Develop Your Dog’s Flexibility
Ideally, your dog is comfortable in a range of circumstances and with different people.
I often dog-sit for friends and relatives. It’s easy for me, because I have all sorts of dog gear, food, treats, and chews laying around. Also, my own home and the house down the block where I have my office are both securely fenced (and well-outfitted with crates and dog beds of various sizes). Plus, if the dogs are fidgety and in need of exercise and stimulation, I can grab my camera, load the dogs into my car, and head out to a nearby open space area to run them on trails or allow them to swim in the river – and any good pictures I get, or interesting experiences I have with the dogs, are helpful to my job!
But I realized this summer that my own dog is not nearly as comfortable being left with other people as their dogs are happy being left with me. (I’m aware that it’s not me that the dogs enjoy; it’s the doggie Disneyland setup, complete with nice, friendly dogs to play with and lots of enriching activities.) When left in the care of someone other than my husband, Otto frets and mopes, whines and paces. At the vet, he’s the dog who has to be lifted and put into the cage (he won’t go in on cue like he does at home, because he knows it’s not home).
In contrast, our other dog, Tito (who was left by a relative with us more than three years ago), would go with anyone who was nice to him. He sees every outing as an opportunity to meet people who love him. And when we visit other people’s homes, he immediately starts guarding their dogs’ dishes, takes over the cushiest dog beds, steals any tennis balls or rawhide chews he finds, and climbs into and defends any nice person’s lap from the dogs who live there. Hey! He might end up living there, too; it’s happened to him before! Tito had been in the care of five or six different family members prior to coming to stay here, so maybe he can be forgiven for so assertively making himself at home anywhere he goes.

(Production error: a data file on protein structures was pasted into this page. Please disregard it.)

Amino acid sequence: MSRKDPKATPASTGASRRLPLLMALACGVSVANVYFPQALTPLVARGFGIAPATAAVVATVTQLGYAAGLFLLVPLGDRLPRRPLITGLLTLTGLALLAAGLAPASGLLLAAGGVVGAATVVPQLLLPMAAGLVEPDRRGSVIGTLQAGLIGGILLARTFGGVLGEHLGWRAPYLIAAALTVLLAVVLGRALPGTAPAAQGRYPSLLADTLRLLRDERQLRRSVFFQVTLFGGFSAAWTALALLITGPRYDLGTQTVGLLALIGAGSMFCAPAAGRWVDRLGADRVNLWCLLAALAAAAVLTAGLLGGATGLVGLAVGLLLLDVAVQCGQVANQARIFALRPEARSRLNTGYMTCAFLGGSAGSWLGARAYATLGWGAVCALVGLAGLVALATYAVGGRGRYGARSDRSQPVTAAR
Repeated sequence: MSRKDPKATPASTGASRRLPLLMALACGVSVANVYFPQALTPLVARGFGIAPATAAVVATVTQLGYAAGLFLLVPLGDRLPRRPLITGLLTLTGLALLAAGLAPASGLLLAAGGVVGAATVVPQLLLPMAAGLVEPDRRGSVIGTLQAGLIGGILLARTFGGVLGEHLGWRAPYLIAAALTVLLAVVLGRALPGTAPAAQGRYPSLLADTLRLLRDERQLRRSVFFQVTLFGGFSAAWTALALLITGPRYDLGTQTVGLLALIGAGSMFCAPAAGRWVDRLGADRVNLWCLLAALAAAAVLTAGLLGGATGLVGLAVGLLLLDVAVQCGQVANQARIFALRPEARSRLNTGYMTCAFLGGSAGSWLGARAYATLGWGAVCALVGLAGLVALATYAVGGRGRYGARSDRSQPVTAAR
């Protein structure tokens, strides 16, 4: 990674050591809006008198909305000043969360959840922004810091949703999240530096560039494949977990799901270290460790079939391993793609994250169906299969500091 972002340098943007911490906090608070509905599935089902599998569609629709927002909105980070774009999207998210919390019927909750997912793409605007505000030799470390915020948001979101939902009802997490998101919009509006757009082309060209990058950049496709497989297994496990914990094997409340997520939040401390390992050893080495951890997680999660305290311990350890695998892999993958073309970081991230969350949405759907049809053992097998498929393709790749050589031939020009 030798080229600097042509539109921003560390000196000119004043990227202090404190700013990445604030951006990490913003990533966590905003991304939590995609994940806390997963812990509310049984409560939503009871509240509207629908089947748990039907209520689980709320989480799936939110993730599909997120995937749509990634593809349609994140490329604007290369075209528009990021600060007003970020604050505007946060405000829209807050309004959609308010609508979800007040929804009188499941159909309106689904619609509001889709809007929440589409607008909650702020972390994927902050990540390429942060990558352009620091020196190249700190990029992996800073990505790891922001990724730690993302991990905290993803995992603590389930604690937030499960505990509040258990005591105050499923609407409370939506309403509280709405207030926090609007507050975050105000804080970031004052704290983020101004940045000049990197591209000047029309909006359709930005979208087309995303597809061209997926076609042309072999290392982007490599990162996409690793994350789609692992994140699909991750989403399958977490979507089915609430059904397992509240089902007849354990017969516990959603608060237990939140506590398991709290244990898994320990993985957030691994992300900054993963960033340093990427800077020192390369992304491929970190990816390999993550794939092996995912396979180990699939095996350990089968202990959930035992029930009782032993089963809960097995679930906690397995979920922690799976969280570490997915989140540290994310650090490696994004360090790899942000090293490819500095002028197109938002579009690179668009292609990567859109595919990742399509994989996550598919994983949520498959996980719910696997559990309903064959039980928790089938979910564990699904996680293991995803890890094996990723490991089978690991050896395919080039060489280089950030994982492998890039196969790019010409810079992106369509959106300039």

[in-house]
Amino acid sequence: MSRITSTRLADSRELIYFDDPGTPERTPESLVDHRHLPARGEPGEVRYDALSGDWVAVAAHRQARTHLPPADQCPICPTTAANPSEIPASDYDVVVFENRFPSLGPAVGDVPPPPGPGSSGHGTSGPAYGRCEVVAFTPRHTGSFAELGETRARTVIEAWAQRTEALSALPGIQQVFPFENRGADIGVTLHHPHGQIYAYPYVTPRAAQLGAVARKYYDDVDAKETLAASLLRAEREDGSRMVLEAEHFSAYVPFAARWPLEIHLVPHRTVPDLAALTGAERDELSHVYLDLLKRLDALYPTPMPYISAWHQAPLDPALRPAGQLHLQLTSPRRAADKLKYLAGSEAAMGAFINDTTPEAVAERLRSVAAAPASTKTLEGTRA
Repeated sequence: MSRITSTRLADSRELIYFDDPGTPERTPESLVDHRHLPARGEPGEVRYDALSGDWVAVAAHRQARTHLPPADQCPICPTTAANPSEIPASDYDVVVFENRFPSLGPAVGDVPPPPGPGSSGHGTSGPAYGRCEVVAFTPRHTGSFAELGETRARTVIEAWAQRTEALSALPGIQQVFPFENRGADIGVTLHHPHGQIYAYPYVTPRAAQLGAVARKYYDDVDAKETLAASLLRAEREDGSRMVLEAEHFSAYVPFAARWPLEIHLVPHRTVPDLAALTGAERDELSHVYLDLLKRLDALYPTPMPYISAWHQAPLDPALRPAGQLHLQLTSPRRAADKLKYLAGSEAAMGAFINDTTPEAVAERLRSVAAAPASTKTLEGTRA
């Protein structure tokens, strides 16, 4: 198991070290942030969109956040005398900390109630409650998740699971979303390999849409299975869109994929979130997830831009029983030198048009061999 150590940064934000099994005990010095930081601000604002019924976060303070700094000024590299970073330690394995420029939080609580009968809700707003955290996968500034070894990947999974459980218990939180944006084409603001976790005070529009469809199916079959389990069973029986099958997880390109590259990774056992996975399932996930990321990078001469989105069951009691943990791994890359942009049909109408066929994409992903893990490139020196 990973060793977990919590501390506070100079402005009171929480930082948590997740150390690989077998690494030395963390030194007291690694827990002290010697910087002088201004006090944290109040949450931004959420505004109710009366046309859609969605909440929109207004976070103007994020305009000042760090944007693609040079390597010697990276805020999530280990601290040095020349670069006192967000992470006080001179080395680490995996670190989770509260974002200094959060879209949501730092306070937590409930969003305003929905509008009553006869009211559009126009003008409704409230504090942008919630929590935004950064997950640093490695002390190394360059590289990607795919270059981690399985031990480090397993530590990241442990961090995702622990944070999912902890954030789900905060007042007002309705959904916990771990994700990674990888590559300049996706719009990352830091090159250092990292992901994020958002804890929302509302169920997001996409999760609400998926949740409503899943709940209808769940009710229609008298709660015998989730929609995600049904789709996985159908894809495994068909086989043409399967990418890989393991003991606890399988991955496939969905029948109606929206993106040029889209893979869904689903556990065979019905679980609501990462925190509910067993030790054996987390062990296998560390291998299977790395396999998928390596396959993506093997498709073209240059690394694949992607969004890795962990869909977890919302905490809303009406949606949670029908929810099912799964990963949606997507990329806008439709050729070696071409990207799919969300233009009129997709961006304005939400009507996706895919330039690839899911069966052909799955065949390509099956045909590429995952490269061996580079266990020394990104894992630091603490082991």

As opportunistic as he is, I think Tito is far healthier from an emotional standpoint than Otto is. As flattering as it might feel to have your dog highly bonded to you, it’s not a very good thing for him. I’ve fostered a number of shelter dogs who had lost their owners (whether the owners lost them, died, or were forced to surrender them due to financial or health reasons); the ones who are willing and able to approach and bond with new people find homes readily. It takes far longer to place the ones who remain distant and morose, seeming to wait for their special people.
Working dogs (including many herding, hunting, police, military, and service dogs) are often trained and handled by a number of different people in their lifetimes, and while they almost always bond tightly with the person who handles them the most, they are taught from an early age to trust and work with anyone who speaks their language – any people who know their work and their cues. These dogs also tend to be confident, accepting, and friendly with new people.
I don’t plan to become separated from my dog for very long, but for his sake, I’m going to make an effort to teach him to be happier with other people, in other places than home. I think it’s time we take some more classes – in agility, K9 Nose Work, whatever – and I allow other trustworthy people to handle him, too. I’d like to know that if anything ever happened to me, he’d have no problem adjusting to life without me.